By Contributor on March 09, 2011

By Clarence Lusane

The regime of 87-year-old strongman Robert Mugabe has sought to pre-empt the types of protests that have shaken autocrats in North Africa and the Middle East. Yet, a constellation of internal and external events may finally bring an end to the more than 30 years of one-man rule.

Elections are scheduled for sometime this year, and many believe that Mugabe and his party, ZANU-PF, are resorting to their time-honored practices of intimidation, bribery, naked assaults against the opposition and outright election thievery.

In 2008, Mugabe forced a second runoff although it appeared to all objective observers that he had lost the first round by a majority vote. He won in the subsequent round after the opposition, the Movement for Democratic Change (MDC), refused to participate.

The entire election cycle was marred by violence, murder and harassment. However, condemnation of the election results and near global isolation compelled Mugabe into a power-sharing agreement with MDC President Morgan Tsvangirai. Mugabe remained president and Tsvangirai became the prime minister. There is, however, little doubt where the real authority lies.

Mugabe continues along his repressive path. Last month, 46 teachers, students, labor activists and others were arrested and charged with treason for attending a meeting to discuss how the protests in the Arab world might impact the situation in Zimbabwe. The lecture at the meeting was entitled, "Revolt in Egypt and Tunisia: What Lessons Can Be Learnt by Zimbabwe and Africa."

A swarm of other arrests has also occurred. Paul Siwela, the former president of ZAPU, Zimbabwe's main opposition party during the liberation struggle and a smaller political force today, has been detained and charged with treasonous activities. More than 70 other activists are in jail or out on bond. However, in today's global milieu, such actions are more likely to mobilize rather than quell resistance.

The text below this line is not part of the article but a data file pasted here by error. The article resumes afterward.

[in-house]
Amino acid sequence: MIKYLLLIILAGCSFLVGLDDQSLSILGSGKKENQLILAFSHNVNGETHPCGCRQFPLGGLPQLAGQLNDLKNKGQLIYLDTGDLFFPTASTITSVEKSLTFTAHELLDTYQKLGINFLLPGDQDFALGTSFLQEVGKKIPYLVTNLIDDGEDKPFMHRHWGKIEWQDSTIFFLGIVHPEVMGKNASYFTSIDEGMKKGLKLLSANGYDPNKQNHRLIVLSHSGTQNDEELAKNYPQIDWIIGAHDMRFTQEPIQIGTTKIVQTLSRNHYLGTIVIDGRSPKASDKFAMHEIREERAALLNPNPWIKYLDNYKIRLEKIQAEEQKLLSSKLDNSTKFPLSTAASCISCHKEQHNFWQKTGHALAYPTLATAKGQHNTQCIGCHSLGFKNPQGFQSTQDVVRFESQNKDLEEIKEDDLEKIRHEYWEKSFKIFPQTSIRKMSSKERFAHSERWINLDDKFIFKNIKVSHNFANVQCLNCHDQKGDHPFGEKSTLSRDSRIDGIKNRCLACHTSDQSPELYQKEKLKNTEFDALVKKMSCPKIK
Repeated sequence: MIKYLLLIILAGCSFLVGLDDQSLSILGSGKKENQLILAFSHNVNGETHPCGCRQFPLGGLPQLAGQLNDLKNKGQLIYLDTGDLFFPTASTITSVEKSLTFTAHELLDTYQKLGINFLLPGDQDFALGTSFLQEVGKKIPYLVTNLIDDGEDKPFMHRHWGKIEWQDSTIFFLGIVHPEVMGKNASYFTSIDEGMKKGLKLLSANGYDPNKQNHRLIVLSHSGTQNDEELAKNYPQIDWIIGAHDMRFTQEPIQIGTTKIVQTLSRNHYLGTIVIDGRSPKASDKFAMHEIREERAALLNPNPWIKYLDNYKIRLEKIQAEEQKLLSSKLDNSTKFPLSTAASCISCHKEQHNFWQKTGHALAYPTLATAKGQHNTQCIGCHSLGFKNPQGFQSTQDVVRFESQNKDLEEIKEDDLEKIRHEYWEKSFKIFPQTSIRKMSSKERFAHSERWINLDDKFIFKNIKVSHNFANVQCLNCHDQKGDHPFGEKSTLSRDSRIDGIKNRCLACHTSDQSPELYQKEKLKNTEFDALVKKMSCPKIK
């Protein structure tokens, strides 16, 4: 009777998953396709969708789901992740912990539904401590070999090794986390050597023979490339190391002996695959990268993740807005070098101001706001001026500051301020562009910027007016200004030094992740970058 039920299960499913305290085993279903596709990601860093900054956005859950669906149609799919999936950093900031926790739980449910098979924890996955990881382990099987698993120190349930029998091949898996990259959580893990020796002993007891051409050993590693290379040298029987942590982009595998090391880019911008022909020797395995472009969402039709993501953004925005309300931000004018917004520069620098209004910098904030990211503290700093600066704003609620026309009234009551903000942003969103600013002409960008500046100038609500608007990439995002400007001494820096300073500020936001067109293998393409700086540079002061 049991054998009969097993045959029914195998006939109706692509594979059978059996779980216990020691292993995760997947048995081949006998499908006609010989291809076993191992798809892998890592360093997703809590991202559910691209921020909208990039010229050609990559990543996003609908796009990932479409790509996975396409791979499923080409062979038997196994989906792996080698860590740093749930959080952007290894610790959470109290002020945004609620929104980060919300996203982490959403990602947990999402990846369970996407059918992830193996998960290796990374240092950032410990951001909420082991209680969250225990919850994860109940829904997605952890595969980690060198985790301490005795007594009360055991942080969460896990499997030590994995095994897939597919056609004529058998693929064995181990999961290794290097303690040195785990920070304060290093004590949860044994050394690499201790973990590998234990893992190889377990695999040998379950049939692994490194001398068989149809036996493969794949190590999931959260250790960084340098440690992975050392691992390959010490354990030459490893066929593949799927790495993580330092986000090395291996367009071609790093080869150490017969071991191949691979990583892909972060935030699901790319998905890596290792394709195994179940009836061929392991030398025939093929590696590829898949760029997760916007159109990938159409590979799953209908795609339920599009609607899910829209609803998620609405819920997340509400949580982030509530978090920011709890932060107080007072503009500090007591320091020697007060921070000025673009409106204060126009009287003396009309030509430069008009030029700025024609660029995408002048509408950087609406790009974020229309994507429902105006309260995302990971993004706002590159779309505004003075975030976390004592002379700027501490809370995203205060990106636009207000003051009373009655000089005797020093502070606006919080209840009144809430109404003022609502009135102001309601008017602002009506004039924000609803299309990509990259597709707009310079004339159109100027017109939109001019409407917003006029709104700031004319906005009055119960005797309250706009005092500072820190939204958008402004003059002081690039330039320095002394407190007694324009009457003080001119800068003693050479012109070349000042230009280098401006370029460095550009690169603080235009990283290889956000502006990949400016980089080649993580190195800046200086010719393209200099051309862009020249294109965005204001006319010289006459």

And the likely fall of Libyan dictator Moammar Gadhafi is not a good sign for Mugabe. No other international figure has been more politically and economically friendly to Mugabe than Gadhafi. He not only loudly supported Mugabe, but helped finance his continual stay in power. It is believed that Gadhafi owns land in Zimbabwe, which has fueled speculation that if he were forced to leave Libya, his next stop would be Zimbabwe's capital Harare. That rumor has also animated Mugabe's opposition.

Yet another issue is Mugabe's own health. He has flown out of the country a number of times to Asia for supposedly follow-up treatment for cataract surgery. Speculation runs rampant in Zimbabwe that he has a more serious illness.

The journey from revolutionary times, when Mugabe was instrumental in overthrowing a brutal white power structure, to the excesses of his kleptocracy has been a difficult one. Today, it is critical to give support to the many civil society organizations and activists that have worked tirelessly and nonviolently to remove the Mugabe regime from power. They are very much part of the global wave of mass upheavals that are daily reshaping the world.